The same week that President Obama at long last rejected the Keystone pipeline, officials in New York State started investigating whether Exxon Mobil had for decades lied to the public—and denied its own research—about the risks and causes of climate change. One can sense momentum shifting in the politics of climate change.
That momentum could get another boost in early December when world leaders gather outside Paris for a major United Nations conference—pared down after the devastating terrorist attacks of November 13—on climate change. The primary aim is to finalize a pact to reduce greenhouse gas emissions so as to limit global temperature rise to 2° C above preindustrial levels.
Many nations are still sketchy about their commitments and the extent to which their pledges are binding. Scientists disagree about what difference one conference can make. Business leaders argue that economic incentives are the best way forward.
But several things are new since the Kyoto Protocol of 1999. For one thing, Exxon Mobil now acknowledges that emissions contribute to climate change. The United States has also drafted an ambitious preconference plan, saying it will cut carbon emissions by 26 to 28 percent by 2025. The European Union and Canada and 150 other nations have put similar plans on the table. While not setting a target for reducing emissions, India has put together a plan to invest in renewable sources of energy. China and the United States—two nations that account for over one-third of global greenhouse gas emissions—announced in November an aggressive joint agreement on limiting emissions. Meanwhile, public and private investment in renewable energy sources such as wind and solar have risen exponentially as their costs have dropped.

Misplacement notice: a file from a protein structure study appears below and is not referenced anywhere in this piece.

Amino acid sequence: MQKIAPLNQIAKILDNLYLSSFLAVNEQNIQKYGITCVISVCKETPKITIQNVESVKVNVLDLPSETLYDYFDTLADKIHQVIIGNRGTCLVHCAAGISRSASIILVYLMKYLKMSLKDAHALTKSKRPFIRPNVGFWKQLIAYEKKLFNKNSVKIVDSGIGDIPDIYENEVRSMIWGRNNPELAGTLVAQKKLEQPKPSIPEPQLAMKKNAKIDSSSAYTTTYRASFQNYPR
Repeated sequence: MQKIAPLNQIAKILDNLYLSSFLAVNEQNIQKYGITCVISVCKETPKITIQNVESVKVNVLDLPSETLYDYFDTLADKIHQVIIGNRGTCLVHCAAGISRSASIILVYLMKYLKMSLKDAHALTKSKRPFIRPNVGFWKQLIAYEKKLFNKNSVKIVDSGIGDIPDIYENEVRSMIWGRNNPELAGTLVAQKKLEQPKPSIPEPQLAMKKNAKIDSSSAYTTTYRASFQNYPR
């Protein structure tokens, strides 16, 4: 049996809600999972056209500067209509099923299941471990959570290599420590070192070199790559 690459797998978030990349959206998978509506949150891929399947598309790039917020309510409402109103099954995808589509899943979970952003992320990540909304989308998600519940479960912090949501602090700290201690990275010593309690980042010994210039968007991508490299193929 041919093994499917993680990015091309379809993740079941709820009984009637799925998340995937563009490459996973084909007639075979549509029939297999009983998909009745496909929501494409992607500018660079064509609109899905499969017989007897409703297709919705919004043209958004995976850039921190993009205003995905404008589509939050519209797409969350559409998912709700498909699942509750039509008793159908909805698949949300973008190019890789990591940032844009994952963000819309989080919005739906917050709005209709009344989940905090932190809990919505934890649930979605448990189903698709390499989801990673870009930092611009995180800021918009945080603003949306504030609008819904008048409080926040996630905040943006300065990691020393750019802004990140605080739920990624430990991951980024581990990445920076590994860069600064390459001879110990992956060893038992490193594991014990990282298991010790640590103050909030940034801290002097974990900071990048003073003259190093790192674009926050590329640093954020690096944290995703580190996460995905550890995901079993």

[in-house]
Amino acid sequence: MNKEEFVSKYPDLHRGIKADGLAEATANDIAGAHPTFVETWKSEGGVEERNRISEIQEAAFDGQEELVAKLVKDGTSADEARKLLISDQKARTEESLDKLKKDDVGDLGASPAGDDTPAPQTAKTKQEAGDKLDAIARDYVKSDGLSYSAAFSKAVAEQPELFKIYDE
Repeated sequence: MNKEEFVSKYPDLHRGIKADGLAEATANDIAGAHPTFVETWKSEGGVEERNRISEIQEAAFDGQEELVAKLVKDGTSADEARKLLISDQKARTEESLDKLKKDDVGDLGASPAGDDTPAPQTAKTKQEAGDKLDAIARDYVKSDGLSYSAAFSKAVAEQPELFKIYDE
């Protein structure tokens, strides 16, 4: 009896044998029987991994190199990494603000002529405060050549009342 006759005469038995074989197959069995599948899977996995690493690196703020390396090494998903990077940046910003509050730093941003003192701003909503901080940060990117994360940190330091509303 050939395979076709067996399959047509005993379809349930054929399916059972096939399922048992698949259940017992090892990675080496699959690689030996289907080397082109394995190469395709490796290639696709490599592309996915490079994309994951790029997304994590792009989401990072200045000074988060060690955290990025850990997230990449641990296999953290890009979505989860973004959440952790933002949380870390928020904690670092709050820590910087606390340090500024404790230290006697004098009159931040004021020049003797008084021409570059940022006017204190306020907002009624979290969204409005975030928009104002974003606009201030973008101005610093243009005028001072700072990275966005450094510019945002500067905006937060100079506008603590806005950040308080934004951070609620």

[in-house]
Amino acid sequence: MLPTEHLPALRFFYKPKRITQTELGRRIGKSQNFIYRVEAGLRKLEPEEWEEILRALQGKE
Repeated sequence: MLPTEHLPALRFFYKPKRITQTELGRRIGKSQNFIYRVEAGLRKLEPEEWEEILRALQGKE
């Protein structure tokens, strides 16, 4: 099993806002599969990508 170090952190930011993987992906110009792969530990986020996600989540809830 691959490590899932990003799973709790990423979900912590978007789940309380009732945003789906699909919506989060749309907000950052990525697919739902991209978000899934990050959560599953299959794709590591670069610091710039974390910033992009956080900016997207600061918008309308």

To keep momentum moving, the United States needs not only to follow through on its own plans, but also to help developing nations pursue their goals. Obama has pledged $3 billion to developing nations working toward nonfossil fuel energy economies—money that is currently being held captive in Congress. Public pressure can also be brought to bear on the 90 companies that researchers have identified as responsible for two-thirds of all carbon emissions. Clear “fingerprinting” of emissions is one way to make sure pressure stays on these companies. Congress should also renew tax incentives for solar power, set to expire in 2017.
Even if the new global standards are met, the world will not escape the effects of climate change. Andrew Jones, the codirector of Climate Interactive, an MIT-affiliated climate policy group, believes that even an optimistic reading of the trends points toward “a world that we would not be able to adapt to.”
But it’s possible the Paris conference will be a turning point, the moment the world leaders agree, in the words of Jennifer Morgan at the World Resources Institute, that “there’s just one direction” to go with emissions—down.